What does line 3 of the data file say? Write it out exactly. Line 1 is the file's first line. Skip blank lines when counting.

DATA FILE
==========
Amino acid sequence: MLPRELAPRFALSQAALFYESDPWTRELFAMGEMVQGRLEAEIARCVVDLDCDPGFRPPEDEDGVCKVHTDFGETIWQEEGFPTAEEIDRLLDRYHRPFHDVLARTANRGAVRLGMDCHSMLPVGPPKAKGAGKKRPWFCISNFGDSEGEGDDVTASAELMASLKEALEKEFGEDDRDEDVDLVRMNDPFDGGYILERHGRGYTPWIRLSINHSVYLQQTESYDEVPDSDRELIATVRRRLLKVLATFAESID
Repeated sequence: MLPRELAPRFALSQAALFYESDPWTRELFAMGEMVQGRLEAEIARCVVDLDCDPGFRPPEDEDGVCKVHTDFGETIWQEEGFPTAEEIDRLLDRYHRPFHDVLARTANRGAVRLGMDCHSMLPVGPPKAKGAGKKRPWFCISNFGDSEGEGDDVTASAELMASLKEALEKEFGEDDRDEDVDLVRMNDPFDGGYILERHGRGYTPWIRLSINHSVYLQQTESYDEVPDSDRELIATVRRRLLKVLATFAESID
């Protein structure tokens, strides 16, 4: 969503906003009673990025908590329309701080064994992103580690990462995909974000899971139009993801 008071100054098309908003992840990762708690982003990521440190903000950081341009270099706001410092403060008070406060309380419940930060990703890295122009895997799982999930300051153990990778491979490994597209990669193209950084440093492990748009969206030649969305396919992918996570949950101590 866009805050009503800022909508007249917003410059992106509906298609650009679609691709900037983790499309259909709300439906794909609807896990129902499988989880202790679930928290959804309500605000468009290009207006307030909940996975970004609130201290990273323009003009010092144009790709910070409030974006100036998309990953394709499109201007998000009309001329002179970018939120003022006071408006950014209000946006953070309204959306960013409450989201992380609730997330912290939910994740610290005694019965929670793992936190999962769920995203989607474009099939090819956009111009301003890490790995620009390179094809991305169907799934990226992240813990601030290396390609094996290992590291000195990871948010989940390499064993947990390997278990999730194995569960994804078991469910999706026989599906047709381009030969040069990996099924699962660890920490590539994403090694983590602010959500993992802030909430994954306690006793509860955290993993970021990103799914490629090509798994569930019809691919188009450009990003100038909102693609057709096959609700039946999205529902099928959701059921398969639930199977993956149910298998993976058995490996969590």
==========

């Protein structure tokens, strides 16, 4: 969503906003009673990025908590329309701080064994992103580690990462995909974000899971139009993801 008071100054098309908003992840990762708690982003990521440190903000950081341009270099706001410092403060008070406060309380419940930060990703890295122009895997799982999930300051153990990778491979490994597209990669193209950084440093492990748009969206030649969305396919992918996570949950101590 866009805050009503800022909508007249917003410059992106509906298609650009679609691709900037983790499309259909709300439906794909609807896990129902499988989880202790679930928290959804309500605000468009290009207006307030909940996975970004609130201290990273323009003009010092144009790709910070409030974006100036998309990953394709499109201007998000009309001329002179970018939120003022006071408006950014209000946006953070309204959306960013409450989201992380609730997330912290939910994740610290005694019965929670793992936190999962769920995203989607474009099939090819956009111009301003890490790995620009390179094809991305169907799934990226992240813990601030290396390609094996290992590291000195990871948010989940390499064993947990390997278990999730194995569960994804078991469910999706026989599906047709381009030969040069990996099924699962660890920490590539994403090694983590602010959500993992802030909430994954306690006793509860955290993993970021990103799914490629090509798994569930019809691919188009450009990003100038909102693609057709096959609700039946999205529902099928959701059921398969639930199977993956149910298998993976058995490996969590």